When people think of “food as medicine” they often think of nutrition — meal planning, preparation, and intake of farmed foods. This makes sense given the magnitude of the health/wellness and agricultural industries. While this approach is instrumental in maintaining ones health there is another approach that centers around traditional healing — or folk medicine as some would call it. Embracing food as medicine involves identifying wild foods for their medicinal qualities and utilizing them in various forms to cure what ails us.
These ancestral foods provided unique remedies needed to heal communities before modern medicine was the norm. Our kin would observe the behavior of animals seeking out various types of flora to cure themselves from disease or wounds, and learn which plant was useful for a particular affliction. Modernity has not eradicated our need for these natural medicines; it has only caused our society to lose touch with the ancient knowledge and wisdom needed to recognize and administer them.
Fire Cider for the Common Cold
This past week, the weather has been abnormally beautiful for early spring here in Asheville, NC…and warm, oh-so-warm. But not yesterday. Yesterday Mother Nature decided to provide us with chilly, rainy weather and a side of “head cold” just for me.
I did my best to avoid it — vitamin C, hand washing, a healthy diet — but it arrived at my door despite my best efforts. Not being a fan of over-the-counter medications, my first instinct was to gravitate toward natural remedies that can be found in the kitchen.
Fire Cider is a captivating example of food as medicine. Being a folk remedy, it is a concoction of several important medicinal foods, including garlic, ginger, turmeric and herbs. True to its name, it will kick start your immune system into a fighting frenzy. So, today I decided to whip up a batch as a preventative as I make the final push through cold and flu season.
Raw vs. pasteurized apple cider vinegar should be used as the base in order to maintain the living qualities and medicinal properties of the concoction. Using raw will help promote a healthy digestive track and prevent seasonal infections. Vinegar is also valuable as a base because it extracts the medicinal qualities of the plants that will be added to the fire cider.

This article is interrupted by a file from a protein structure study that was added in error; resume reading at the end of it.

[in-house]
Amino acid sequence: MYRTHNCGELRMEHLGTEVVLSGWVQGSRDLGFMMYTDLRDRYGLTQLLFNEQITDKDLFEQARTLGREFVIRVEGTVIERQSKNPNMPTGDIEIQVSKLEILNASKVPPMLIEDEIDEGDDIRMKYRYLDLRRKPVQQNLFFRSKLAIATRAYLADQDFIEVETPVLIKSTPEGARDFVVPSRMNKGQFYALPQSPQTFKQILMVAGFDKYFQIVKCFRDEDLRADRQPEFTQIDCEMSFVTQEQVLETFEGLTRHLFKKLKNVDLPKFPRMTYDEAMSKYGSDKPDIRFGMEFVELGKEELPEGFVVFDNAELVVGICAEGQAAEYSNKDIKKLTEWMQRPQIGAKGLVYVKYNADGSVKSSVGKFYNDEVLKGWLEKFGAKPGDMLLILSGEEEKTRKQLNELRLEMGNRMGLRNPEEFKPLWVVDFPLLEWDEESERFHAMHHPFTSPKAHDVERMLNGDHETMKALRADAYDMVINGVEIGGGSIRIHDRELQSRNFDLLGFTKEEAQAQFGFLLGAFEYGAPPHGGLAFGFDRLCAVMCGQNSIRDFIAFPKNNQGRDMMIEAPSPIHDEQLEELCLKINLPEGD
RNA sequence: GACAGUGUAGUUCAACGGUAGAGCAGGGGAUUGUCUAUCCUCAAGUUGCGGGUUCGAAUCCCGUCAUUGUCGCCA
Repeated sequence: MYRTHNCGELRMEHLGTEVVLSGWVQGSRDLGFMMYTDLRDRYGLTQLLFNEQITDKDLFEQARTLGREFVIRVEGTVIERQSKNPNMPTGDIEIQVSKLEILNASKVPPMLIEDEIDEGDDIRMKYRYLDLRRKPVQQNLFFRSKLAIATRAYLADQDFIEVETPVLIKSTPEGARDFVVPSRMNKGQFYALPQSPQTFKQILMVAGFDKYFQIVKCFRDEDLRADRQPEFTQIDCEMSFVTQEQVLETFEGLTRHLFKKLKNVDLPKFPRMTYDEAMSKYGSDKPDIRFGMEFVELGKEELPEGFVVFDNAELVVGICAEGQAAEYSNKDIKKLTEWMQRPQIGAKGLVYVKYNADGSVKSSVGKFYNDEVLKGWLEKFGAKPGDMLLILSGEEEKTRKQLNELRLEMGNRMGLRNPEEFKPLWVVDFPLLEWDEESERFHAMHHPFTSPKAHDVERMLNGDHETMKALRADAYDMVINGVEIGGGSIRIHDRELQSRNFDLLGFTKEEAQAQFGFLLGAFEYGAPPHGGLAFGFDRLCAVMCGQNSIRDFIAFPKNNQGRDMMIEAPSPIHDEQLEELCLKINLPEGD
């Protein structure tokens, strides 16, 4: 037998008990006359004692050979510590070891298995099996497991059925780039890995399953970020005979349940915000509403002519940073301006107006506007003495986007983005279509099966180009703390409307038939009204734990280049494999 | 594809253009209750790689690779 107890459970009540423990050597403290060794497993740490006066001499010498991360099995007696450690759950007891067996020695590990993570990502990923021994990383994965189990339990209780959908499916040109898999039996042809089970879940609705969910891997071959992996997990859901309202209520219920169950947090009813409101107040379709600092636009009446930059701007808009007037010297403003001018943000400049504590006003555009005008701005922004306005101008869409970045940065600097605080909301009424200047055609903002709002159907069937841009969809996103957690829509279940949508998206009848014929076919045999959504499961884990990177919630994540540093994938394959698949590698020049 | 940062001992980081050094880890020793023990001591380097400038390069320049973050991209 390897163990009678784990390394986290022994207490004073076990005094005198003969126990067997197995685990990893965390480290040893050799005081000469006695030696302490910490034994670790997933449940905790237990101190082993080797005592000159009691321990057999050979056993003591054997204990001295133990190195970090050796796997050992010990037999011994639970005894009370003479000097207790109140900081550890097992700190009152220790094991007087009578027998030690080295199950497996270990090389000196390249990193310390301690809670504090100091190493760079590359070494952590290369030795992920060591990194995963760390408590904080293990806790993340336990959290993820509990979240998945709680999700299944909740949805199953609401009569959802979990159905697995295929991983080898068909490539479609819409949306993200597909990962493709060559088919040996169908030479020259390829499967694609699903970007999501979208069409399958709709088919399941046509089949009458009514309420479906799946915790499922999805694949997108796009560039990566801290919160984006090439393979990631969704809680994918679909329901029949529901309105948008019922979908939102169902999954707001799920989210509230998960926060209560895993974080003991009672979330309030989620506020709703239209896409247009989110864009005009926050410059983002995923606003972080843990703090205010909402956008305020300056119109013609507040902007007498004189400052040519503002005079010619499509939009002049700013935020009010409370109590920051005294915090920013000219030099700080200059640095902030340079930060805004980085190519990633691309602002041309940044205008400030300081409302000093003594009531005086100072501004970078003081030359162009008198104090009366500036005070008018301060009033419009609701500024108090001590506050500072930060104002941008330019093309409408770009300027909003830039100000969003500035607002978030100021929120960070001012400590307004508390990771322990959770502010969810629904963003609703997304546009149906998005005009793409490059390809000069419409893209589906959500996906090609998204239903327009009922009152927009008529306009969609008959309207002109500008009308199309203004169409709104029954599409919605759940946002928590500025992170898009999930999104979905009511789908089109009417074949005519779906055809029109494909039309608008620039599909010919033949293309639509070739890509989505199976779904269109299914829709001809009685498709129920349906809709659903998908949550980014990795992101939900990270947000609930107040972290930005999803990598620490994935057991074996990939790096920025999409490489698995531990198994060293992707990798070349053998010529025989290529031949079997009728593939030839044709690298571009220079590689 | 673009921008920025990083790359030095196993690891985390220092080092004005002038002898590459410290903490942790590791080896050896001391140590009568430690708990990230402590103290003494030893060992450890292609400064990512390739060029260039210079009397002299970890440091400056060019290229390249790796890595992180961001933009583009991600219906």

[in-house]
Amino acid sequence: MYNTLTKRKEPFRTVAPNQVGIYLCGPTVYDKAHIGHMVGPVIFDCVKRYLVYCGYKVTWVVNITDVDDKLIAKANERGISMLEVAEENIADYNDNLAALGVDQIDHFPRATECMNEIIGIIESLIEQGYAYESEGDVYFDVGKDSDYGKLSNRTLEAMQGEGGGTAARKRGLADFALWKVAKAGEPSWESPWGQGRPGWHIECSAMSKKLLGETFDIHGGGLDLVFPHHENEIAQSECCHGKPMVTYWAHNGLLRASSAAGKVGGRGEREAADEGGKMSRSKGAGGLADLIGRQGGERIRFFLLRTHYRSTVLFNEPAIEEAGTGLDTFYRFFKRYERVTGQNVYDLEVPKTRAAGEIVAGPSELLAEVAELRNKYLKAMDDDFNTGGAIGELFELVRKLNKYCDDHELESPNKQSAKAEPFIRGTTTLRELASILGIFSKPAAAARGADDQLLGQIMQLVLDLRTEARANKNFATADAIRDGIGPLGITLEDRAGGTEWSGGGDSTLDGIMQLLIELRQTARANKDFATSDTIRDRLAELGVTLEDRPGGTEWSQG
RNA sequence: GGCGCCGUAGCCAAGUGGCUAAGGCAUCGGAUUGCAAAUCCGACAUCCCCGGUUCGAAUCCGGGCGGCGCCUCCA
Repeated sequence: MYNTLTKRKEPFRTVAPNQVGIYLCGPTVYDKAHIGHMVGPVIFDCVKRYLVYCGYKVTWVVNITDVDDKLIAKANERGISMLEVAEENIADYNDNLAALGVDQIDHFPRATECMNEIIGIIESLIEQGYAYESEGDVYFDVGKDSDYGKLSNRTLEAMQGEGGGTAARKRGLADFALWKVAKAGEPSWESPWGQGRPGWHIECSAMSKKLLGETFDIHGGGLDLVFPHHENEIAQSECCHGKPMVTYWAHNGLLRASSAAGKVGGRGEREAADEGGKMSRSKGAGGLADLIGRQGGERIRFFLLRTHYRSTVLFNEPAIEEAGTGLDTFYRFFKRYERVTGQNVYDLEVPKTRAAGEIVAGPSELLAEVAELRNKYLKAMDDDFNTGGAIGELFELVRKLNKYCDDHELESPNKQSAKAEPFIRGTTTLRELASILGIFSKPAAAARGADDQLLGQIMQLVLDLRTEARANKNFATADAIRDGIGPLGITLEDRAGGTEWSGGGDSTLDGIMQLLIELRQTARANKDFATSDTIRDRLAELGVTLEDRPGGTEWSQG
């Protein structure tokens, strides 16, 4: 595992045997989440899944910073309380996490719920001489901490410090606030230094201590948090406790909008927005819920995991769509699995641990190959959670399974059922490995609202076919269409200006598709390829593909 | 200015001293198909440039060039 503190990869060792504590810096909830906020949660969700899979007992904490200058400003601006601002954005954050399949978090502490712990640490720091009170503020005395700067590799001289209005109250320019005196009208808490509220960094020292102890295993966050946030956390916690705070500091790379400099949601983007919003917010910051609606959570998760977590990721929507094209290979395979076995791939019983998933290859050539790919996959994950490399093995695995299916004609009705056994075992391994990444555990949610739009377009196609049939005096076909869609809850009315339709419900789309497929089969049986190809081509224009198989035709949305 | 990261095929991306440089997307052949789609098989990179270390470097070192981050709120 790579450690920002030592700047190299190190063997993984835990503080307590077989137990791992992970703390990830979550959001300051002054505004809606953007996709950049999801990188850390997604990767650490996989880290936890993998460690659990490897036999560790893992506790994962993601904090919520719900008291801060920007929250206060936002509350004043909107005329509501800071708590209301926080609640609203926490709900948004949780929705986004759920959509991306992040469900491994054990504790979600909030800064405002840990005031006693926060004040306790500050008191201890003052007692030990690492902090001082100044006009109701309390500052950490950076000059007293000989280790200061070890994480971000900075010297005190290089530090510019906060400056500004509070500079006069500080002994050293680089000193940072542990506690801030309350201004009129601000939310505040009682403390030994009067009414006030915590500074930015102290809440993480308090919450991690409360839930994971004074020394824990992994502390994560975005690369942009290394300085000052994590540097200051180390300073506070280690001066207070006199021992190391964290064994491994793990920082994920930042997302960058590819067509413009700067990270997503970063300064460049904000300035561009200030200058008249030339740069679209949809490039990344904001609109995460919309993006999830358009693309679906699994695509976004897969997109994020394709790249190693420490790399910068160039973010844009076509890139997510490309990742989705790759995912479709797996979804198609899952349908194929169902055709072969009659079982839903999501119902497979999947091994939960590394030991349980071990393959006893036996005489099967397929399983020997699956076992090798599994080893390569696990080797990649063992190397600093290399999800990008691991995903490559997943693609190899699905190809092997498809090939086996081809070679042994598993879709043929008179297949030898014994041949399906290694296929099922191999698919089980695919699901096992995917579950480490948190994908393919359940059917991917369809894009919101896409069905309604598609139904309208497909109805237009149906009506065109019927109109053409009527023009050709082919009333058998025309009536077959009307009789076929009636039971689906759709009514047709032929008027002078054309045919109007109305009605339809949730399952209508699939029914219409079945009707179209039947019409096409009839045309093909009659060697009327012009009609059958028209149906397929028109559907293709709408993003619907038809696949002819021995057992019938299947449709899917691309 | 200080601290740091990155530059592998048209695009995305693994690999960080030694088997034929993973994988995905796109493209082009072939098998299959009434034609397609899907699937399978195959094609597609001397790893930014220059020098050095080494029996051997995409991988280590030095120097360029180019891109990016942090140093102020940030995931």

After making my fire cider, I coincidentally came across this interesting little anecdote about the power of apple cider vinegar in an old book on Vermont folk medicine.
Another key ingredient is honey. Like apple cider vinegar, use raw honey in order to preserve the medicinal qualities. I would also recommend selecting something from your local apiary. Honey that is sourced locally will give you an extra boost when it comes to protection from local environmental maladies.
There are several variations of additional ingredients you can add to your own personal fire cider. Below is my recipe. You can also let it sit for as little as one week or upwards of six+ weeks, it is your choice.
Fire Cider Recipe
- Apple Cider Vinegar (raw – i.e. Braggs, unfiltered)
- 1/2 cup local raw honey
- 1/2 cup grated horseradish
- 1/2 cup diced onion
- 1/4 cup peeled & diced ginger
- 1/4 cup peeled & diced turmeric
- 1/4 cup peeled & diced garlic
- 3 sprigs rosemary
- 4 sprigs thyme
- 1/2 teaspoon cinnamon
- 1/2 teaspoon cardamom seed pods, crushed
Other additions to experiment with: mint, peppercorns, parsley, habañero chile, lemons, oranges, rose hips, and more.
- Chop or grate the necessary ingredients.
- Combine all “dry” ingredients into a quart mason jar.
- Pour apple cider vinegar over the combined ingredients, fill to close to the top of the jar.
- Add the honey.
- Shake well (avoiding any air bubbles).
- Place a piece of wax paper between the jar and lid to prevent corrosion from the vinegar on metal.
- Let the jar sit from 1-6 weeks.
- Strain vinegar mixture into a new jar.
- Refrigerate or not. It keeps for about 12 months.
Reposted from my food writings on the Ashevillage blog